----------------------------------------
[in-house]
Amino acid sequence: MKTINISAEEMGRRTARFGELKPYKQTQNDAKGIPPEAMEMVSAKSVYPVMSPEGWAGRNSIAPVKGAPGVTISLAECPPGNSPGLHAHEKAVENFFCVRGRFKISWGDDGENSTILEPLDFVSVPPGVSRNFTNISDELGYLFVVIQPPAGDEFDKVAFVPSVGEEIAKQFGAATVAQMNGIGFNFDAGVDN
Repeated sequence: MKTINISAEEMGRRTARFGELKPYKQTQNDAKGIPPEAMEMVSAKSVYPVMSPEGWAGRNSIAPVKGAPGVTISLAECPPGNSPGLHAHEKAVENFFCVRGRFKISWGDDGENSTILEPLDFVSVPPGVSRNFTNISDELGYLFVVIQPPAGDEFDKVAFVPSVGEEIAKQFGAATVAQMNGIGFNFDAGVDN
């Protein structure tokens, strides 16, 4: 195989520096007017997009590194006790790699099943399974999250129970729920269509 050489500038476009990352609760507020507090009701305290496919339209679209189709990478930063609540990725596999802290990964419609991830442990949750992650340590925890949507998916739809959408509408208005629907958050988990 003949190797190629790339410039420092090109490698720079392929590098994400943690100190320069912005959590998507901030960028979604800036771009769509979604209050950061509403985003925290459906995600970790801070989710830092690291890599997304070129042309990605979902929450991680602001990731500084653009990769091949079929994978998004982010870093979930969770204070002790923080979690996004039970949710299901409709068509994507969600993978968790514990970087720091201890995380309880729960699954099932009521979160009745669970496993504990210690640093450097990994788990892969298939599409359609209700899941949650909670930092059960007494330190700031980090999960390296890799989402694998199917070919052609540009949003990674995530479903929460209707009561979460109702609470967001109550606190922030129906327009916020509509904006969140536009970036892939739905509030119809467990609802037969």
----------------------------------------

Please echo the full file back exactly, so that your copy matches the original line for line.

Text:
[in-house]
Amino acid sequence: MKTINISAEEMGRRTARFGELKPYKQTQNDAKGIPPEAMEMVSAKSVYPVMSPEGWAGRNSIAPVKGAPGVTISLAECPPGNSPGLHAHEKAVENFFCVRGRFKISWGDDGENSTILEPLDFVSVPPGVSRNFTNISDELGYLFVVIQPPAGDEFDKVAFVPSVGEEIAKQFGAATVAQMNGIGFNFDAGVDN
Repeated sequence: MKTINISAEEMGRRTARFGELKPYKQTQNDAKGIPPEAMEMVSAKSVYPVMSPEGWAGRNSIAPVKGAPGVTISLAECPPGNSPGLHAHEKAVENFFCVRGRFKISWGDDGENSTILEPLDFVSVPPGVSRNFTNISDELGYLFVVIQPPAGDEFDKVAFVPSVGEEIAKQFGAATVAQMNGIGFNFDAGVDN
């Protein structure tokens, strides 16, 4: 195989520096007017997009590194006790790699099943399974999250129970729920269509 050489500038476009990352609760507020507090009701305290496919339209679209189709990478930063609540990725596999802290990964419609991830442990949750992650340590925890949507998916739809959408509408208005629907958050988990 003949190797190629790339410039420092090109490698720079392929590098994400943690100190320069912005959590998507901030960028979604800036771009769509979604209050950061509403985003925290459906995600970790801070989710830092690291890599997304070129042309990605979902929450991680602001990731500084653009990769091949079929994978998004982010870093979930969770204070002790923080979690996004039970949710299901409709068509994507969600993978968790514990970087720091201890995380309880729960699954099932009521979160009745669970496993504990210690640093450097990994788990892969298939599409359609209700899941949650909670930092059960007494330190700031980090999960390296890799989402694998199917070919052609540009949003990674995530479903929460209707009561979460109702609470967001109550606190922030129906327009916020509509904006969140536009970036892939739905509030119809467990609802037969």